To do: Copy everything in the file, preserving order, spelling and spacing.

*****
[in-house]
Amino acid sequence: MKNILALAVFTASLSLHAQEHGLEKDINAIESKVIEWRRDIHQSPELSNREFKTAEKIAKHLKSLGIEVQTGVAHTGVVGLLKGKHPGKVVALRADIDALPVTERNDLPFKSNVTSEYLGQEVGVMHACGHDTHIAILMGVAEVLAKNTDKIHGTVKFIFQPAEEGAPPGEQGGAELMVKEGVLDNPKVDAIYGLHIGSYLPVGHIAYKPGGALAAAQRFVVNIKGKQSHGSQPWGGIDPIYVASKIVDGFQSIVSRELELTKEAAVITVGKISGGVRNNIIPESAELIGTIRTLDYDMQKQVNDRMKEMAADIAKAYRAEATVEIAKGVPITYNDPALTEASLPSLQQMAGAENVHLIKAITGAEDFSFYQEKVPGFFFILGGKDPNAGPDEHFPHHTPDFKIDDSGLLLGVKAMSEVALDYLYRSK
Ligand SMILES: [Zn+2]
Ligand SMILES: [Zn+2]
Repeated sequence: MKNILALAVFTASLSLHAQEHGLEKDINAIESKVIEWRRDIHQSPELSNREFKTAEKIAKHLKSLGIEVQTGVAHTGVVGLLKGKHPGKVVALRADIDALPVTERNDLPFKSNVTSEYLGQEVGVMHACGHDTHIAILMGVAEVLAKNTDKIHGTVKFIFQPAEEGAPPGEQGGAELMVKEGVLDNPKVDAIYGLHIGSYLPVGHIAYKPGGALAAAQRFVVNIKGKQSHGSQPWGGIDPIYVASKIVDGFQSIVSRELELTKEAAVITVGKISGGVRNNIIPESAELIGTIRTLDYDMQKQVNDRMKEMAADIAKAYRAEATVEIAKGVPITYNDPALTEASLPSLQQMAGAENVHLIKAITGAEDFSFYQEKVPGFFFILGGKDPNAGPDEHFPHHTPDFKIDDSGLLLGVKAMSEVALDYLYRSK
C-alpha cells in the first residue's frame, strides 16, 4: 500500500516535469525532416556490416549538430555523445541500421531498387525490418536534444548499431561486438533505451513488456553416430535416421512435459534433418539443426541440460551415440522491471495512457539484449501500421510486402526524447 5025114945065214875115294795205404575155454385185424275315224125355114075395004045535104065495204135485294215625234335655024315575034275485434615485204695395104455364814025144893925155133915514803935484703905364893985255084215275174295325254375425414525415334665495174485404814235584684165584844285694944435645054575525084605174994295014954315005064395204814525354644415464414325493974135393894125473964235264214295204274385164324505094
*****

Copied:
[in-house]
Amino acid sequence: MKNILALAVFTASLSLHAQEHGLEKDINAIESKVIEWRRDIHQSPELSNREFKTAEKIAKHLKSLGIEVQTGVAHTGVVGLLKGKHPGKVVALRADIDALPVTERNDLPFKSNVTSEYLGQEVGVMHACGHDTHIAILMGVAEVLAKNTDKIHGTVKFIFQPAEEGAPPGEQGGAELMVKEGVLDNPKVDAIYGLHIGSYLPVGHIAYKPGGALAAAQRFVVNIKGKQSHGSQPWGGIDPIYVASKIVDGFQSIVSRELELTKEAAVITVGKISGGVRNNIIPESAELIGTIRTLDYDMQKQVNDRMKEMAADIAKAYRAEATVEIAKGVPITYNDPALTEASLPSLQQMAGAENVHLIKAITGAEDFSFYQEKVPGFFFILGGKDPNAGPDEHFPHHTPDFKIDDSGLLLGVKAMSEVALDYLYRSK
Ligand SMILES: [Zn+2]
Ligand SMILES: [Zn+2]
Repeated sequence: MKNILALAVFTASLSLHAQEHGLEKDINAIESKVIEWRRDIHQSPELSNREFKTAEKIAKHLKSLGIEVQTGVAHTGVVGLLKGKHPGKVVALRADIDALPVTERNDLPFKSNVTSEYLGQEVGVMHACGHDTHIAILMGVAEVLAKNTDKIHGTVKFIFQPAEEGAPPGEQGGAELMVKEGVLDNPKVDAIYGLHIGSYLPVGHIAYKPGGALAAAQRFVVNIKGKQSHGSQPWGGIDPIYVASKIVDGFQSIVSRELELTKEAAVITVGKISGGVRNNIIPESAELIGTIRTLDYDMQKQVNDRMKEMAADIAKAYRAEATVEIAKGVPITYNDPALTEASLPSLQQMAGAENVHLIKAITGAEDFSFYQEKVPGFFFILGGKDPNAGPDEHFPHHTPDFKIDDSGLLLGVKAMSEVALDYLYRSK
C-alpha cells in the first residue's frame, strides 16, 4: 500500500516535469525532416556490416549538430555523445541500421531498387525490418536534444548499431561486438533505451513488456553416430535416421512435459534433418539443426541440460551415440522491471495512457539484449501500421510486402526524447 5025114945065214875115294795205404575155454385185424275315224125355114075395004045535104065495204135485294215625234335655024315575034275485434615485204695395104455364814025144893925155133915514803935484703905364893985255084215275174295325254375425414525415334665495174485404814235584684165584844285694944435645054575525084605174994295014954315005064395204814525354644415464414325493974135393894125473964235264214295204274385164324505094